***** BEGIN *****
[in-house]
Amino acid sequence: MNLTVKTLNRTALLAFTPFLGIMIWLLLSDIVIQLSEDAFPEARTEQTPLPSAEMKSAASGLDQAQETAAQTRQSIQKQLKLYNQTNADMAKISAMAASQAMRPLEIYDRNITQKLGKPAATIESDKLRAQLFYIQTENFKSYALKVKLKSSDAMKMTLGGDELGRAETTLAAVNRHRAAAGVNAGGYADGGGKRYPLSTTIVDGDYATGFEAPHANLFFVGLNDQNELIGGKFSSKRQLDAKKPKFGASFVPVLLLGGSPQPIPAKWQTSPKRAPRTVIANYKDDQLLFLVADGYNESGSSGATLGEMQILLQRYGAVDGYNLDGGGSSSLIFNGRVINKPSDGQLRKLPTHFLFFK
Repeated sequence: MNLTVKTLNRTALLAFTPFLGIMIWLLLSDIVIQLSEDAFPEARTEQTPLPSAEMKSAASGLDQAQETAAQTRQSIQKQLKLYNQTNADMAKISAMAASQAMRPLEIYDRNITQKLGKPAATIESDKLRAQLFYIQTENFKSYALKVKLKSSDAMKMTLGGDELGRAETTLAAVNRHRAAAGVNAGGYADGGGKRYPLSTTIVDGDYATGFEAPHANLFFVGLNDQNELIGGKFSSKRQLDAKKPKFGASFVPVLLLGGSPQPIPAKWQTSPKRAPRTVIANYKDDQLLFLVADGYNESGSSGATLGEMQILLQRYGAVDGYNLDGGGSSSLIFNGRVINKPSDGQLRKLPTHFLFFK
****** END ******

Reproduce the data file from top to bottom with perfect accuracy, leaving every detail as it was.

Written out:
[in-house]
Amino acid sequence: MNLTVKTLNRTALLAFTPFLGIMIWLLLSDIVIQLSEDAFPEARTEQTPLPSAEMKSAASGLDQAQETAAQTRQSIQKQLKLYNQTNADMAKISAMAASQAMRPLEIYDRNITQKLGKPAATIESDKLRAQLFYIQTENFKSYALKVKLKSSDAMKMTLGGDELGRAETTLAAVNRHRAAAGVNAGGYADGGGKRYPLSTTIVDGDYATGFEAPHANLFFVGLNDQNELIGGKFSSKRQLDAKKPKFGASFVPVLLLGGSPQPIPAKWQTSPKRAPRTVIANYKDDQLLFLVADGYNESGSSGATLGEMQILLQRYGAVDGYNLDGGGSSSLIFNGRVINKPSDGQLRKLPTHFLFFK
Repeated sequence: MNLTVKTLNRTALLAFTPFLGIMIWLLLSDIVIQLSEDAFPEARTEQTPLPSAEMKSAASGLDQAQETAAQTRQSIQKQLKLYNQTNADMAKISAMAASQAMRPLEIYDRNITQKLGKPAATIESDKLRAQLFYIQTENFKSYALKVKLKSSDAMKMTLGGDELGRAETTLAAVNRHRAAAGVNAGGYADGGGKRYPLSTTIVDGDYATGFEAPHANLFFVGLNDQNELIGGKFSSKRQLDAKKPKFGASFVPVLLLGGSPQPIPAKWQTSPKRAPRTVIANYKDDQLLFLVADGYNESGSSGATLGEMQILLQRYGAVDGYNLDGGGSSSLIFNGRVINKPSDGQLRKLPTHFLFFK